Giant Drag's Annie Hardy Returns, Pours Unimaginable Grief Into New Album
When the Los Angeles-based rock group Giant Drag released it's debut full-length, Hearts And Unicorns, in 2005, fans were immediately taken by frontwoman Annie Hardy's playful and fearless crush of the innocent into the profane. She intentionally subverted her image - pigtails with large, bashful eyes and an almost childlike voice - with brawny guitar noise and provocative songs like "You're Full of S*** (Check Out My Sweet Riffs)" and "YFLMD." (I'll let you look up that second one).
It proved to be a potent mix that landed Giant Drag a deal with Interscope Records, on-stage performances with The Jesus And Mary Chain, and appearances at Coachella and other major festivals. But after repeated fits and starts on a followup, the label eventually dropped the band and nearly a decade passed before Giant Drag self-released it's second and final album, Waking Up Is Hard To Do. That was in 2013.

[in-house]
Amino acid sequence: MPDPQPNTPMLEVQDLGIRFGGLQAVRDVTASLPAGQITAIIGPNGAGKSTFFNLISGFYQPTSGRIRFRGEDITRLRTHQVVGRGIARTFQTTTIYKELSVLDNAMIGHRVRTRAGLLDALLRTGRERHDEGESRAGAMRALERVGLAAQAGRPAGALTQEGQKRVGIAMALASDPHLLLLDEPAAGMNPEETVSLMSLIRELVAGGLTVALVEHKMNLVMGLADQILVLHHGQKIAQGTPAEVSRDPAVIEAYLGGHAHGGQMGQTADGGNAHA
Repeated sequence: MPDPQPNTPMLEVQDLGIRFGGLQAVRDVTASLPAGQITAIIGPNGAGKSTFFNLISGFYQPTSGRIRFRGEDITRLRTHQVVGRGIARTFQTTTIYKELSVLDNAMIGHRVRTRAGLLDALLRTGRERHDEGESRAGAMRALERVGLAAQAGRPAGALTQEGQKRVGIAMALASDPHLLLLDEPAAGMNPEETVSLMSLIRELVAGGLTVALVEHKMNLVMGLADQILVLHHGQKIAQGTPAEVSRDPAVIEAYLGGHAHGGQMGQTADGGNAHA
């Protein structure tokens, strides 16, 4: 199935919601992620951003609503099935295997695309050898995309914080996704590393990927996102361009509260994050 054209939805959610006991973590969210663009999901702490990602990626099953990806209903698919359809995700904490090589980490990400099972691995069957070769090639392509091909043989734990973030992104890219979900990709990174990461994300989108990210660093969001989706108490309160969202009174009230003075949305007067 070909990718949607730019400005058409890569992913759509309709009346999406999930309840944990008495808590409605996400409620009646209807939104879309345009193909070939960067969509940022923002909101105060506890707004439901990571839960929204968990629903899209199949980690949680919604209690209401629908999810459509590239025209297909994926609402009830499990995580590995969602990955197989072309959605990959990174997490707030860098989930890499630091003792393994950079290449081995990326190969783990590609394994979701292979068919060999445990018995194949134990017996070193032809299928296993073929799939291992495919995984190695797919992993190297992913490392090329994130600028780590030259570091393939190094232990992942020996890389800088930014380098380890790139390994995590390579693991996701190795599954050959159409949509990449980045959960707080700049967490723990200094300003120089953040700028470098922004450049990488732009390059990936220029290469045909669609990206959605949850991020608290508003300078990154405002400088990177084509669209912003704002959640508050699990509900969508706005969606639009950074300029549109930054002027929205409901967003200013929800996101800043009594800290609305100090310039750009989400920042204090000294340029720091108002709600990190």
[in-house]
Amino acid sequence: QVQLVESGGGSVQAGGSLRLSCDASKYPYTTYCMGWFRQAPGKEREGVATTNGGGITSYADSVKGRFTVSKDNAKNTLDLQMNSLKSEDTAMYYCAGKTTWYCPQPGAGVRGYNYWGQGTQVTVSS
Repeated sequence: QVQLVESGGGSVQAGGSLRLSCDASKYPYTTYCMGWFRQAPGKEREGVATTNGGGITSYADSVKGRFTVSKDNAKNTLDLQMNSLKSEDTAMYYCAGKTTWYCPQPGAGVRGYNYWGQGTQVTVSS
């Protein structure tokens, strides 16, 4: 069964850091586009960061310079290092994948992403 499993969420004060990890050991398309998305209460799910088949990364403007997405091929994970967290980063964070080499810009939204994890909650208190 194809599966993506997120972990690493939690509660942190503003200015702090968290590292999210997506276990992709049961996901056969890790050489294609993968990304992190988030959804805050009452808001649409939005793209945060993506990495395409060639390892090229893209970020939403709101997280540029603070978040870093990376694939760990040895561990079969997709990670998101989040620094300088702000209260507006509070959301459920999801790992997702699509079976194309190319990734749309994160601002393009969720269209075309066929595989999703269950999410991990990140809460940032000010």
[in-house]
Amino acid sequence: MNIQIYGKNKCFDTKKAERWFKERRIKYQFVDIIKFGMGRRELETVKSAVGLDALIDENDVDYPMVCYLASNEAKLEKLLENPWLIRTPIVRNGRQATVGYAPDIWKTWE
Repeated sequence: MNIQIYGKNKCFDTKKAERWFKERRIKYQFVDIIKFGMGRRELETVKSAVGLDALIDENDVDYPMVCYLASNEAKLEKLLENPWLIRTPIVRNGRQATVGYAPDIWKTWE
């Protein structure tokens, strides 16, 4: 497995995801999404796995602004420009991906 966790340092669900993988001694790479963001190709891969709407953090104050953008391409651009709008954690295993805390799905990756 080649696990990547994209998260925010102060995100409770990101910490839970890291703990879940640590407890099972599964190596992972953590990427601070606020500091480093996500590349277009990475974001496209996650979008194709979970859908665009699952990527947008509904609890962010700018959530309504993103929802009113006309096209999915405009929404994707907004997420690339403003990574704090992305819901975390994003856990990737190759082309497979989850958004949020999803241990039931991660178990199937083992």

In the four years since, Annie Hardy has endured unimaginable grief. After dropping out of the music business, she attempted to settle down and had a baby, a boy named Silvio. But in March, 2015, her infant son died of SIDS when he was just 17 days old. Then, less than a year later, her partner and father of her son, Robert Paulson died of a drug overdose.
Hardy pours this unfathomable heartache and her search for healing into her first solo album, called Rules. "After my son died, it all had to come back out," she said in a prepared statement announcing the record. "Writing these songs saved me."
On the album's first single, "Want," Hardy trades her grunge and groove-heavy guitar noise for something more akin to '70s folk-rock jams. The lyrics are acutely plain-spoken. "I want my baby back," she sings. "What else can I do? I want my baby back. If I can't have him I don't want you."
"Want" features Don Bolles from The Germs on drums and Stephen McBean from Pink Mountaintops and Black Mountain on guitar. Rules is out on Full Psycho/American Primitive Records on April 7. The full track listing is below.
Copyright 2021 NPR. To see more, visit https://www.npr.org.